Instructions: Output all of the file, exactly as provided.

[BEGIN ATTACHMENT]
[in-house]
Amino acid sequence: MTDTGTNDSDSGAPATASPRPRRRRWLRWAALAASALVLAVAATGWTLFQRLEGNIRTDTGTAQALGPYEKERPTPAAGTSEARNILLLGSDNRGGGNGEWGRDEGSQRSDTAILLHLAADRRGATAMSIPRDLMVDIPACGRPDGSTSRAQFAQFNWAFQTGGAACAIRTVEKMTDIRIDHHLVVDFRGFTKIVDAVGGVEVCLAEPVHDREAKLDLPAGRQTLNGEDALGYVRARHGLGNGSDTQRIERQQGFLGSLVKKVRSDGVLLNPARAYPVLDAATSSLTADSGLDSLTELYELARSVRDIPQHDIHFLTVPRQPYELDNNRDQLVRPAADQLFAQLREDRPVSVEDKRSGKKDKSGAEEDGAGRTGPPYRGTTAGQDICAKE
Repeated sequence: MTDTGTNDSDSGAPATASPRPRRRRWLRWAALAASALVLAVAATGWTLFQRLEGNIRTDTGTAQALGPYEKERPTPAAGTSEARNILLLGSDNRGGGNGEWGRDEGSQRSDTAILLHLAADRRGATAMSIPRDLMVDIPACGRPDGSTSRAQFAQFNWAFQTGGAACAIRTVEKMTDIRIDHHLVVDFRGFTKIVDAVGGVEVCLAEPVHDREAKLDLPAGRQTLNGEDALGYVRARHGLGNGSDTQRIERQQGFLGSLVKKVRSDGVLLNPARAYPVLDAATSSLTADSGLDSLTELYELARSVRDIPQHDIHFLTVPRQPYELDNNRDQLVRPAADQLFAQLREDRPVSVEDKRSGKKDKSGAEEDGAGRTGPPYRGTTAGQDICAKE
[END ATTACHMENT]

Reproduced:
[in-house]
Amino acid sequence: MTDTGTNDSDSGAPATASPRPRRRRWLRWAALAASALVLAVAATGWTLFQRLEGNIRTDTGTAQALGPYEKERPTPAAGTSEARNILLLGSDNRGGGNGEWGRDEGSQRSDTAILLHLAADRRGATAMSIPRDLMVDIPACGRPDGSTSRAQFAQFNWAFQTGGAACAIRTVEKMTDIRIDHHLVVDFRGFTKIVDAVGGVEVCLAEPVHDREAKLDLPAGRQTLNGEDALGYVRARHGLGNGSDTQRIERQQGFLGSLVKKVRSDGVLLNPARAYPVLDAATSSLTADSGLDSLTELYELARSVRDIPQHDIHFLTVPRQPYELDNNRDQLVRPAADQLFAQLREDRPVSVEDKRSGKKDKSGAEEDGAGRTGPPYRGTTAGQDICAKE
Repeated sequence: MTDTGTNDSDSGAPATASPRPRRRRWLRWAALAASALVLAVAATGWTLFQRLEGNIRTDTGTAQALGPYEKERPTPAAGTSEARNILLLGSDNRGGGNGEWGRDEGSQRSDTAILLHLAADRRGATAMSIPRDLMVDIPACGRPDGSTSRAQFAQFNWAFQTGGAACAIRTVEKMTDIRIDHHLVVDFRGFTKIVDAVGGVEVCLAEPVHDREAKLDLPAGRQTLNGEDALGYVRARHGLGNGSDTQRIERQQGFLGSLVKKVRSDGVLLNPARAYPVLDAATSSLTADSGLDSLTELYELARSVRDIPQHDIHFLTVPRQPYELDNNRDQLVRPAADQLFAQLREDRPVSVEDKRSGKKDKSGAEEDGAGRTGPPYRGTTAGQDICAKE